Crackdown Pledged On Sex With Trafficked Women
The government will ensure that the “fathers, brothers and husbands” who have sex with trafficked girls are prosecuted, Harriet Harman vowed yesterday.
The women’s minister and leader of the Commons said tackling violence against women and improving the way female criminals are treated would be among her priorities, and she singled out the “modern-day slave trade”.
Reading out adverts from a local paper which promised “new Polish girls … Romanian ladies … beautiful girls daily, all nationals”, Ms Harman warned: “Britain is a major focus for the global trade of sexual exploitation of women by traffickers who trick or abduct young women and force them into prostitution. We need a consensus on how we should be dealing with the demand side – the fathers, brothers and husbands reading these words and fuelling … global exploitation.”
According to the government, 85% of women in brothels now come from outside the UK, while 10 years ago, 85% were British. But although about 30 men have been prosecuted for trafficking women into Britain to work as prostitutes, no men have yet been prosecuted for paying for sex with women or girls forced into the sex trade.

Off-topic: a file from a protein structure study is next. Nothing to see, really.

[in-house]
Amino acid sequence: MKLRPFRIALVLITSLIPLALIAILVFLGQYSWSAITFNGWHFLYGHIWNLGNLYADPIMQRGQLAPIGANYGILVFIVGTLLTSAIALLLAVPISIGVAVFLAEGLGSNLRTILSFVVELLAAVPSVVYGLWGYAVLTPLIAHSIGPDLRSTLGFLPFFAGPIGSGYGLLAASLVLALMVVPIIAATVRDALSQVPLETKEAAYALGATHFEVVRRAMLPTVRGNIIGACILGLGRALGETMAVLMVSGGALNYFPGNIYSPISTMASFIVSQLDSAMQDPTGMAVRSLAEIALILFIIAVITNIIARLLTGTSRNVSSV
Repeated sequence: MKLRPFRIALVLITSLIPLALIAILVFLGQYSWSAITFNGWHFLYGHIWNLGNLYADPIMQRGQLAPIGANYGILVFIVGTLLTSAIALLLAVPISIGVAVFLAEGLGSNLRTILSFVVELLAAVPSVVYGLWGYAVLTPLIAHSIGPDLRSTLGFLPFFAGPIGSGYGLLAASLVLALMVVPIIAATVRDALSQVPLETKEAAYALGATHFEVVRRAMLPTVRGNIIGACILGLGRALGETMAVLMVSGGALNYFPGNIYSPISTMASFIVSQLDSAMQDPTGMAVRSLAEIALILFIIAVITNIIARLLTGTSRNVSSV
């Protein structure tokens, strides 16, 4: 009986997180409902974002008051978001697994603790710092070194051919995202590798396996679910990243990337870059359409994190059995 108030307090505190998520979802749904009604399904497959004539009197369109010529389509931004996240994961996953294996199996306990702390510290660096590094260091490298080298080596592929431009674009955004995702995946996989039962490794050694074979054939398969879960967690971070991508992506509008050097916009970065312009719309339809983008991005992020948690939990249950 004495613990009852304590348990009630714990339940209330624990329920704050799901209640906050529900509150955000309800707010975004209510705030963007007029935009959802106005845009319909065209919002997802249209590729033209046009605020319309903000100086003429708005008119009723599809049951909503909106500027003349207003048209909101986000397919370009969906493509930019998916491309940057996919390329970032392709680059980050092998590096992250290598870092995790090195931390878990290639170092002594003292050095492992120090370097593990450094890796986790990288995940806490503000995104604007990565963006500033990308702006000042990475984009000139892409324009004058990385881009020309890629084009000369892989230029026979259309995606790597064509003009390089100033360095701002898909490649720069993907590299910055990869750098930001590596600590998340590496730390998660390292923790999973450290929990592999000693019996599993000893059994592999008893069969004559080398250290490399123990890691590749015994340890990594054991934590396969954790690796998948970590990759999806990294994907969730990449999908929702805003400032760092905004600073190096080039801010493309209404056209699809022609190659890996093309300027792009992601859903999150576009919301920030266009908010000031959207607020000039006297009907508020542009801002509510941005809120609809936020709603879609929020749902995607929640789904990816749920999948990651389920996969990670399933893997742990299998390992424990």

The former minister Denis MacShane warned recently: “The police and CPS have been woefully inadequate in dealing with the men who create the demand for sex slaves by being willing to pay for sex with trafficked women.”
Campaigners hope that the influence of home secretary Jacqui Smith, attorney general Lady Scotland and solicitor general Vera Baird will help the government’s drive to tackle violence against women. Rape conviction rates are below 6% and two women a week still die at the hands of partners or ex-partners.
Ms Harman will also focus on supporting families caring for older relatives, as well as children, and on empowering black and Asian women, in part by helping them to become councillors and MPs.
But Theresa May, the shadow women’s minister, said she was “disappointed at the lack of ambition” in Ms Harman’s statement, arguing that most of the specific proposals were already in place.
She added: “These are laudable aims and when she does come up with new policies we will support her.”
The government is already reviewing the support offered to carers and considering Lady Corston’s report on women in the criminal justice system, which looked at how better support could be offered to women who had offended or were at risk of offending.